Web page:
Green Week is the European Union’s annual opportunity to take stock of its climate policy.
This year, the week of meetings and debates is taking place in an atmosphere where environmental objectives are being called into question.
To discuss these challenges, Euronews met with the European Commissioner for Environment, Oceans and Fisheries, Virginijus Sinkevičius.
Grégoire Lory, Euronews: The environmental priority seems to have taken a backseat when we hear the French president or the Belgian prime minister talking about a regulatory pause.
Virginijus Sinkevičius, European Commissioner for the Environment: “I think the French president, if you listen for the whole speech, that was a very good, good speech, and that was not really meant to, you know, go against any of the current proposals that are already put forward.
“It’s more of keeping a balanced approach and ensuring that we have the competitiveness of our businesses as the priority. And I can only reconfirm that was the Commission’s position from the very beginning, that the Green Deal is not possible without having everyone on board. But we should not forget that there is not going to be a peace treaty as regards [to] climate change or biodiversity loss. And these crises and their consequences are already putting a huge toll on our life as regards [to] food insecurity, as regards [to] floods or droughts, which not only costs a living for European citizens but also human lives. And of course, we need to prevent such disasters of scaling up across Europe.”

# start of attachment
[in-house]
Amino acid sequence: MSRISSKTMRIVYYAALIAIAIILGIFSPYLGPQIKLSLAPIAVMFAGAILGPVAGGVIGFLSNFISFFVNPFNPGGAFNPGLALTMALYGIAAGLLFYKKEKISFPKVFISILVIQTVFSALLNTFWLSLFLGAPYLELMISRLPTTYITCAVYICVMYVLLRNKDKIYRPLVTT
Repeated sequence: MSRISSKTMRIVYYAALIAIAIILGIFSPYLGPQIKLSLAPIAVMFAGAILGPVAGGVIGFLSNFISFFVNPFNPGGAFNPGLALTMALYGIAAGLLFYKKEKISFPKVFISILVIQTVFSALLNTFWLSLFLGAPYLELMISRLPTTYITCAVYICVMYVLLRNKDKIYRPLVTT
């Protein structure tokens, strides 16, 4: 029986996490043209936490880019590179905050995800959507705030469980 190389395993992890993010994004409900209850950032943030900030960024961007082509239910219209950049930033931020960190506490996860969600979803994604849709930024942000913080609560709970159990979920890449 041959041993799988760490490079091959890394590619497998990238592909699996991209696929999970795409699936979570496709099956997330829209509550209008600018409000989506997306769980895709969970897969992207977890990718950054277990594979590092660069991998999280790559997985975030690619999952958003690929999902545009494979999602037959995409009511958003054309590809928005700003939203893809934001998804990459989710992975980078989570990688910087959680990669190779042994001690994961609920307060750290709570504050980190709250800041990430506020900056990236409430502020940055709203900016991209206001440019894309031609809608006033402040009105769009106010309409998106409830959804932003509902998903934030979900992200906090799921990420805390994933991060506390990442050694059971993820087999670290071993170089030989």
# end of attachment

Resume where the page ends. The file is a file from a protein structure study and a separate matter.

Grégoire Lory, Euronews: Isn’t this pause what people want to hear because they don’t see in their daily lives the effects of these green policies and they have other concerns?
Virginijus Sinkevičius, European Commissioner for the Environment: “It’s always easier to spot the immediate crisis. Such as a war which now [is] ongoing in Ukraine for more than a year. You have a clear image. With, for example, the degradation of our soil, it’s much more difficult to see it. Most likely the first ones to see, to understand are our farmers that have to deal with soil every day and who depend on soil fertility directly. But still, we as politicians, if we are responsible, we have to take future-oriented decisions. We cannot be jumping only on those topics that society is at this moment voicing up.